• Those looking for a fiesta loca can’t miss the classic Elrow electro festival on (2020 dates TBA) – the outdoor dance fest goes from 11:00 am to 11:00 pm.
  • In the market for a spectacular Flamenco show in a setting straight out of a movie? Check out  Opera y Flamenco at the famous Palau de la Musica Catalana or check the Gran Galà Flamenco.

Get at Me in the Comments Below

Is there anything I missed or a question you’re just dying to ask?

Let me know in the comments below.

And don’t be afraid to join the Easter in Barcelona discussion by first giving me a like on Facebook and then joining my group I’m Off to Barcelona – here you can ask any questions, air out grievances, and chat with thousands of Barcelona travelers.

Anything goes!

  • April 10, 2019 at 4:42 pm
    Hi! I was wondering if you knew the date of second Easter this year? Thanks! Raquel
    • April 11, 2019 at 8:50 am
      Team Member
      Hello Raquel, Apparently it falls on June 10th: :)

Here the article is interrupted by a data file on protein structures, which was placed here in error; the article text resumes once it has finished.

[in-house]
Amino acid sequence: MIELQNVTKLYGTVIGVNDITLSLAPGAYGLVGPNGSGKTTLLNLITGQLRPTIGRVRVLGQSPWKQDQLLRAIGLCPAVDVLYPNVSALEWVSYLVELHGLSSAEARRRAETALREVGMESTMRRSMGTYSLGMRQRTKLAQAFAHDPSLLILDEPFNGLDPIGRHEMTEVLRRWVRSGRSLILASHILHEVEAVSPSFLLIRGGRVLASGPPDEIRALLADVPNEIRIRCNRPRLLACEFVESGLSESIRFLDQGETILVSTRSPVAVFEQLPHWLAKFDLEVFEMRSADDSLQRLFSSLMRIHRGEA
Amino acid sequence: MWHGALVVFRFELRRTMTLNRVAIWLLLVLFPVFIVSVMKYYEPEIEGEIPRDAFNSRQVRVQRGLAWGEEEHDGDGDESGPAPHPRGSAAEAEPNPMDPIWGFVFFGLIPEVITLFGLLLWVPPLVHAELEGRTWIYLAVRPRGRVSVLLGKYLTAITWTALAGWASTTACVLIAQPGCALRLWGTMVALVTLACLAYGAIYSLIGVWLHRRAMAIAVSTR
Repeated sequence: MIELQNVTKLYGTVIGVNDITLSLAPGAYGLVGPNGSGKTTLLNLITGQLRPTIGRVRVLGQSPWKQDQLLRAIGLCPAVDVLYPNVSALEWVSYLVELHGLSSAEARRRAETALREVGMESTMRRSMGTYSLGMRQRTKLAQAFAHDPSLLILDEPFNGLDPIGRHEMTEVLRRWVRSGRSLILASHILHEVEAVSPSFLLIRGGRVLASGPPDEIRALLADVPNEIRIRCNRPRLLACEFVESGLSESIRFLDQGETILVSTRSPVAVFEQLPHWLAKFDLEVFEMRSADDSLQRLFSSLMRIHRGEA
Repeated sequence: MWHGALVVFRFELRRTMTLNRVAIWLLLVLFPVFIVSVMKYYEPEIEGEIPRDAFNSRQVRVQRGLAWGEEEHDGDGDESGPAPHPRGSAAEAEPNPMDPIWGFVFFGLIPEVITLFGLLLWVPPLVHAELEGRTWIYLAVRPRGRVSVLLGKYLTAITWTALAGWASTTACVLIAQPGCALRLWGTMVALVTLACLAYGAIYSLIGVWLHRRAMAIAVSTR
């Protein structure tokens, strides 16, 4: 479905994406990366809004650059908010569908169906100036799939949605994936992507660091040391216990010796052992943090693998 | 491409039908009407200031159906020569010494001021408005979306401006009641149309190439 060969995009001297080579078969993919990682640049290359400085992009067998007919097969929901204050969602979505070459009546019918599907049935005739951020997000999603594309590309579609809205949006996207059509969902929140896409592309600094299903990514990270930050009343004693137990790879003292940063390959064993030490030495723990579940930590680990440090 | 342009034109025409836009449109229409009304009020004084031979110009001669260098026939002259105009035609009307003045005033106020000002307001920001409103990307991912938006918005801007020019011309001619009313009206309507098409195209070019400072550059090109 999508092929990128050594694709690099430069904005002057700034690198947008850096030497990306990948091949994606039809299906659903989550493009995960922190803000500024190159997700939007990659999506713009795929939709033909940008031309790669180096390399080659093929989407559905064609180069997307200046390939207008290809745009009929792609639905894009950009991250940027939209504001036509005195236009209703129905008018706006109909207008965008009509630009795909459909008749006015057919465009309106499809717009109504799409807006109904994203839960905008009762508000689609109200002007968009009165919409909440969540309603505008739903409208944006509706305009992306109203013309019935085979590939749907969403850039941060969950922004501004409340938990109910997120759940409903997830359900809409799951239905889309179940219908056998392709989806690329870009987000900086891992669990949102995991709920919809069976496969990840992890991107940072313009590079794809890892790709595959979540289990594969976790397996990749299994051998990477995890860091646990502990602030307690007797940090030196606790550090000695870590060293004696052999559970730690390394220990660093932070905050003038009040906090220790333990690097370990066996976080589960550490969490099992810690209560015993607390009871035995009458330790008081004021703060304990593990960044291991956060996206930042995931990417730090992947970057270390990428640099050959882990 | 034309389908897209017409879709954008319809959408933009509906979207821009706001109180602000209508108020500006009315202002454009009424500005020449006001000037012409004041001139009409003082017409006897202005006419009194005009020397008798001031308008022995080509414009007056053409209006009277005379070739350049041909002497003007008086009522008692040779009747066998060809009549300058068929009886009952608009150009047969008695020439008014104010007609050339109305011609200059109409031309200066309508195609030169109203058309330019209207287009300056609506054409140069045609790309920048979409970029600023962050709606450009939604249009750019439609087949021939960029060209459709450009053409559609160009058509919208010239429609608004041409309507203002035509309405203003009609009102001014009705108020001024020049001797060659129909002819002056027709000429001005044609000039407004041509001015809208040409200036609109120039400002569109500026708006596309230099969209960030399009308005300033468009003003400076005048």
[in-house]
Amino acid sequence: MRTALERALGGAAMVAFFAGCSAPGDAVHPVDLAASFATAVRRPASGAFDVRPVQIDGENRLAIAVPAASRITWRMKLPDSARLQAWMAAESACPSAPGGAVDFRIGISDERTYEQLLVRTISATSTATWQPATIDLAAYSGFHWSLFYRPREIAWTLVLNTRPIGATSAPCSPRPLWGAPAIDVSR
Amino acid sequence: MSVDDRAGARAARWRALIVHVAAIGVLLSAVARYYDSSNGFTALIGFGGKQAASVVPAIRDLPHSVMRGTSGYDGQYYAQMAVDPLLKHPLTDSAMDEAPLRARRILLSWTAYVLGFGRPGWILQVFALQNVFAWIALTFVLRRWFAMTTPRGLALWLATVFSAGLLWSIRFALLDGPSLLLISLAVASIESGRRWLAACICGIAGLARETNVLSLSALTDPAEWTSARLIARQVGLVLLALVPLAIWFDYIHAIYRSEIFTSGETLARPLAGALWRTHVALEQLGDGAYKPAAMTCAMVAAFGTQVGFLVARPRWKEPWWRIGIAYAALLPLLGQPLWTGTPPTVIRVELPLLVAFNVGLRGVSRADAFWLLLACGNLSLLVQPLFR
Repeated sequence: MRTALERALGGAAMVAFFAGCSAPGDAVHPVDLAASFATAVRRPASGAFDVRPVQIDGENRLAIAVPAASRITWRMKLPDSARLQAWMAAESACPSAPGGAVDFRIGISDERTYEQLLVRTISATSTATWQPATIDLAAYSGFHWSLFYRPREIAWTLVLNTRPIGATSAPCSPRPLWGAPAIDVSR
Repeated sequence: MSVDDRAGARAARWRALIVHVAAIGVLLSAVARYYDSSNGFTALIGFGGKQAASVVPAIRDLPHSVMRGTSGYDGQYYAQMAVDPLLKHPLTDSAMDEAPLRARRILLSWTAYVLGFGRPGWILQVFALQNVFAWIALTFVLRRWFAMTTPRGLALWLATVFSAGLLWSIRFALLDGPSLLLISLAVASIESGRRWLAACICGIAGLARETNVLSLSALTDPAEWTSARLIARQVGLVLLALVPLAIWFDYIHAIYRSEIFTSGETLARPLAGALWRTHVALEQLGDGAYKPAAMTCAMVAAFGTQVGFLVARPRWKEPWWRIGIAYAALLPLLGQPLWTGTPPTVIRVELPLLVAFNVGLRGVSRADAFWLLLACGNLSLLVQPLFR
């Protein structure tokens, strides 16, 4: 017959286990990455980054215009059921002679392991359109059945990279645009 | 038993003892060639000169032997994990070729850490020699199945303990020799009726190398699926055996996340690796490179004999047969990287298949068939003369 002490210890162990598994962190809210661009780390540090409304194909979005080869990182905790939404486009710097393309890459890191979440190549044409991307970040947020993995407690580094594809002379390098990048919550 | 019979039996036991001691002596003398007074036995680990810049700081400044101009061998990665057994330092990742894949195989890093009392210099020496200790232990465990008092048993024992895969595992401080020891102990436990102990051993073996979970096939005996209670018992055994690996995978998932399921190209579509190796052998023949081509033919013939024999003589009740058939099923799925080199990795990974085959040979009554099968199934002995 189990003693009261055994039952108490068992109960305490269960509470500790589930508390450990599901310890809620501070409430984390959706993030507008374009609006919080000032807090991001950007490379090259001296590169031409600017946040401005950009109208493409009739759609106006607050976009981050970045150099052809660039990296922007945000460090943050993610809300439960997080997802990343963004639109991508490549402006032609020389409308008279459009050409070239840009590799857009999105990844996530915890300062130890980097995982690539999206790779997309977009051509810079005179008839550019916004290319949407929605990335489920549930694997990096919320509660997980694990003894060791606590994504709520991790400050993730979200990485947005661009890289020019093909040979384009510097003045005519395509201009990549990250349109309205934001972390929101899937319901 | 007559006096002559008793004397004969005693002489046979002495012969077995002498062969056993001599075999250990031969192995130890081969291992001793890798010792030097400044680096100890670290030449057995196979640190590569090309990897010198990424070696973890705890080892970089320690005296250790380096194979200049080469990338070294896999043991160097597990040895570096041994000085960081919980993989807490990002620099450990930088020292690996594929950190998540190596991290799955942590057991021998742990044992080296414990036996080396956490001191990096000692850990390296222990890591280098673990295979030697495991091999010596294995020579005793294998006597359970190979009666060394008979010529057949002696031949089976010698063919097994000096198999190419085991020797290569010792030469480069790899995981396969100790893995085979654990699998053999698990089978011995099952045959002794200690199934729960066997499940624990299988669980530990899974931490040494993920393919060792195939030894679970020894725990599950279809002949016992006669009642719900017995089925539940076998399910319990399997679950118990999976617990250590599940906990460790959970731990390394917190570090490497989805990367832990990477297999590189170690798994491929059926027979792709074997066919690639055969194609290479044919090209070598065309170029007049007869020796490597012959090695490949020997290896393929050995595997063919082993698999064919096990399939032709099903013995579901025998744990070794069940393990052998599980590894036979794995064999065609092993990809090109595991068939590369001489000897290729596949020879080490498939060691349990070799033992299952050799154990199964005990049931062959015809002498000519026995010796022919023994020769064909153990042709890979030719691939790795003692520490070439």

• April 10, 2019 at 12:05 pm
    I’m traveling to Barcelona on a budget over Easter and am wondering... what is your recommendation for cheap places to eat when everything is closed? Are there supermarkets open?
  • April 9, 2019 at 4:29 am
    Hello Ash, Thank you for this guide. I just have one question, is "EL PASO DE LA BORRIQUITA" on Easter Sunday, April 21st or on Good Friday, April 19th as I read that most processions are on Friday. - Arlene
    • April 9, 2019 at 9:50 am
      Team Member
      Hi Arlene, La Borriquita always goes on Palm Sunday so the 21st of April would be the date :) Ash
  • April 3, 2019 at 3:52 am
    Cathie Doyle